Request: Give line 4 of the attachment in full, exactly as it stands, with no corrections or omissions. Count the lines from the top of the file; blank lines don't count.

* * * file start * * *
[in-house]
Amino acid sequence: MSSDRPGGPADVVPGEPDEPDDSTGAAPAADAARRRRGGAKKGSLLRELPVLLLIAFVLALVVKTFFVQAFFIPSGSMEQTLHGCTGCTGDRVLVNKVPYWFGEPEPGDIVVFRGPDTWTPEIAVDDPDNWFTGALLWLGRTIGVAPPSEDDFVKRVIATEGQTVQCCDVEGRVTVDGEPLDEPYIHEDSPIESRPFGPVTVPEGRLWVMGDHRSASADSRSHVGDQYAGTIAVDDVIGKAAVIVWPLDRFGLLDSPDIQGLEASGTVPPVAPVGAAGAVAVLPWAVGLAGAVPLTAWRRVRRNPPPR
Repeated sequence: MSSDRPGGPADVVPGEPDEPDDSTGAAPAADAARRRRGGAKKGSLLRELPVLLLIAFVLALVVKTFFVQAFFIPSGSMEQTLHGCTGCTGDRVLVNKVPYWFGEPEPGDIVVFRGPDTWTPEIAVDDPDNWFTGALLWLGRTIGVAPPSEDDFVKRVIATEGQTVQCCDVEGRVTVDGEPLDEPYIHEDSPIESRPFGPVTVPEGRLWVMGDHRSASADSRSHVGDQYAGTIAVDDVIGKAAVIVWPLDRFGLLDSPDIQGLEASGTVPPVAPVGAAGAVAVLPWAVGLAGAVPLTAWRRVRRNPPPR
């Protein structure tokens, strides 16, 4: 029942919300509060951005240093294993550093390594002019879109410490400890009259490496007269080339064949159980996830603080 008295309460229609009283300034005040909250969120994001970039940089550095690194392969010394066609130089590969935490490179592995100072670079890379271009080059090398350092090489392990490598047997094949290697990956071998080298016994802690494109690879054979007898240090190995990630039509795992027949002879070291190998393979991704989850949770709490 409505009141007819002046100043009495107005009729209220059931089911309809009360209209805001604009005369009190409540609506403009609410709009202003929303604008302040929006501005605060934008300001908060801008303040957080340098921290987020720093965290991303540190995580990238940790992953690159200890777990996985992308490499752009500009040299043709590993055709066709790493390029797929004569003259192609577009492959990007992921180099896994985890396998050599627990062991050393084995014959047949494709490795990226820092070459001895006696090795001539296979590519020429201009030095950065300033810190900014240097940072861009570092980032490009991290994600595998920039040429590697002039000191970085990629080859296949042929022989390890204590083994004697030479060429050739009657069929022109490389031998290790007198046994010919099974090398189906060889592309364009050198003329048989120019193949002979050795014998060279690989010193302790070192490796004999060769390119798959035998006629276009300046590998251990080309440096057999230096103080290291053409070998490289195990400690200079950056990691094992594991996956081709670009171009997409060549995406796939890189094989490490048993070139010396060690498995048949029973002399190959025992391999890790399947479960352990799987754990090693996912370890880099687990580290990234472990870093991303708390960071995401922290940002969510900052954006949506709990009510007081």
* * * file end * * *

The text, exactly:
């Protein structure tokens, strides 16, 4: 029942919300509060951005240093294993550093390594002019879109410490400890009259490496007269080339064949159980996830603080 008295309460229609009283300034005040909250969120994001970039940089550095690194392969010394066609130089590969935490490179592995100072670079890379271009080059090398350092090489392990490598047997094949290697990956071998080298016994802690494109690879054979007898240090190995990630039509795992027949002879070291190998393979991704989850949770709490 409505009141007819002046100043009495107005009729209220059931089911309809009360209209805001604009005369009190409540609506403009609410709009202003929303604008302040929006501005605060934008300001908060801008303040957080340098921290987020720093965290991303540190995580990238940790992953690159200890777990996985992308490499752009500009040299043709590993055709066709790493390029797929004569003259192609577009492959990007992921180099896994985890396998050599627990062991050393084995014959047949494709490795990226820092070459001895006696090795001539296979590519020429201009030095950065300033810190900014240097940072861009570092980032490009991290994600595998920039040429590697002039000191970085990629080859296949042929022989390890204590083994004697030479060429050739009657069929022109490389031998290790007198046994010919099974090398189906060889592309364009050198003329048989120019193949002979050795014998060279690989010193302790070192490796004999060769390119798959035998006629276009300046590998251990080309440096057999230096103080290291053409070998490289195990400690200079950056990691094992594991996956081709670009171009997409060549995406796939890189094989490490048993070139010396060690498995048949029973002399190959025992391999890790399947479960352990799987754990090693996912370890880099687990580290990234472990870093991303708390960071995401922290940002969510900052954006949506709990009510007081």